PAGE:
I’ve spent the last thirty years studying and writing about the relationship between people and technology. And I’m worried, particularly about kids. When technology plays an outsized role in children’s lives, they’re deprived of the crucial experiences necessary for healthy development and relationships. As I wrote in my book Reclaiming Conversation: The Power of Talk in a Digital Age:
When children grow up with time alone with their thoughts, they feel a certain ground under their feet. Their imaginations bring them comfort. If children always have something outside of themselves to respond to, they don’t build up this resource. So it is not surprising that today young people become anxious if they are alone without a device. They are likely to say they are bored. From the youngest ages they have been diverted by structured play and the shiny objects of digital culture.
That’s why I’m so happy to support the Campaign for a Commercial-Free Childhood. CCFC gives families the tools they need to resist digital culture’s shiny objects. From Screen-Free Week to the holiday toy season to their new Children’s Screen Time Action Network, CCFC helps families stay grounded and connected so that kids can grow up with the full power of their imaginations.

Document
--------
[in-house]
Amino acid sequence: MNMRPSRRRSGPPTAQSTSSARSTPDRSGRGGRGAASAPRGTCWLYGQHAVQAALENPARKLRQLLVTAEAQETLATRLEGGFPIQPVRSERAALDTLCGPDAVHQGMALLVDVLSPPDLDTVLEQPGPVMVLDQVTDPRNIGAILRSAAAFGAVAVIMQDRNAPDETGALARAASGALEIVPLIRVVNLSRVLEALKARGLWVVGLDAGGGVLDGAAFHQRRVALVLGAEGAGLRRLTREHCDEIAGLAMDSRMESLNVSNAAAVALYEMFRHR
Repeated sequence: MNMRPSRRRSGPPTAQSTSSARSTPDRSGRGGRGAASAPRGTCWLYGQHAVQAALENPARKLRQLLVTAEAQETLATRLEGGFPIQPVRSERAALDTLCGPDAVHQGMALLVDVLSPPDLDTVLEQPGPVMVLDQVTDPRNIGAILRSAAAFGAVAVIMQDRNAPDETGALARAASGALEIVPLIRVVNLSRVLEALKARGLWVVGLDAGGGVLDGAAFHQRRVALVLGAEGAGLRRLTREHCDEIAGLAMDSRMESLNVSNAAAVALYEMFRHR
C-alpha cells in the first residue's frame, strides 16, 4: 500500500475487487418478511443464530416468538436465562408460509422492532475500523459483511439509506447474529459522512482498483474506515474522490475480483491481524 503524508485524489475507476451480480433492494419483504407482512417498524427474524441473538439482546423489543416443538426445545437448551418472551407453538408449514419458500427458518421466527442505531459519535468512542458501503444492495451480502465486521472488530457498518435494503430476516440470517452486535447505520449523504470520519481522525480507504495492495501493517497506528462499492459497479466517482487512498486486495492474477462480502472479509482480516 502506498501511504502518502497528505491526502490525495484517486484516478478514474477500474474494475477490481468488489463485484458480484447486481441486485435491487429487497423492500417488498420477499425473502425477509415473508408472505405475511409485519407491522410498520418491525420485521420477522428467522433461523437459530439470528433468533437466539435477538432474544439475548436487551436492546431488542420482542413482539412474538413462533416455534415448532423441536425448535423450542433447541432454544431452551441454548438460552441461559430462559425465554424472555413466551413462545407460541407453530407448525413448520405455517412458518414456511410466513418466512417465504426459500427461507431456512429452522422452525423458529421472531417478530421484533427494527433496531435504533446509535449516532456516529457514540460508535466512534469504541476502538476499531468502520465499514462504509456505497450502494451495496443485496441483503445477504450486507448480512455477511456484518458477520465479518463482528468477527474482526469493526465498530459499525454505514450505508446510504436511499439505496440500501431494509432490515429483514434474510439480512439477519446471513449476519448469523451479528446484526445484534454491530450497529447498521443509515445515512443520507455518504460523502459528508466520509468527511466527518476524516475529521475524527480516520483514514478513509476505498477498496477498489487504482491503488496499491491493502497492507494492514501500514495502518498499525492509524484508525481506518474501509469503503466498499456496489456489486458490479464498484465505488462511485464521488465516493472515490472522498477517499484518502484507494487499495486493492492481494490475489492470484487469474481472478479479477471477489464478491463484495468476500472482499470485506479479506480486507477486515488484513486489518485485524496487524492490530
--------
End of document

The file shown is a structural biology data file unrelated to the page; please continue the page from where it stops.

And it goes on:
They also organize parents and professionals to stand up to the companies who put profit over kids’ wellbeing. Take the recent campaign against Mattel’s Aristotle, an Amazon Echo-like device for babies and young children.
I have long been concerned with issues of privacy online and the relational cost of sociable robots, and I was thrilled to see my research and ideas integrated into such an effective, strategic campaign. CCFC put my work alongside the voices of privacy experts, pediatricians, parents, and lawmakers – and together, we not only raised awareness about Aristotle, but successfully pressured Mattel not to release it.
In all of their work, CCFC doesn’t just name the problem. They do something about it.
With everything going on in the world, it might be easy to overlook the work of this small, hard-working nonprofit. But we can’t afford to. At stake is not only the immediate wellbeing of children, but the future of what it means to be human.
Sherry Turkle is the Abby Rockefeller Mauzé Professor of the Social Studies of Science and Technology at MIT and the author of six books, including Alone Together and Reclaiming Conversation. Her most recent piece on children’s relationships with sociable robots was just published in the Washington Post. Dr. Turkle is on the Advisory Board of CCFC’s Children’s Screen Time Action Network.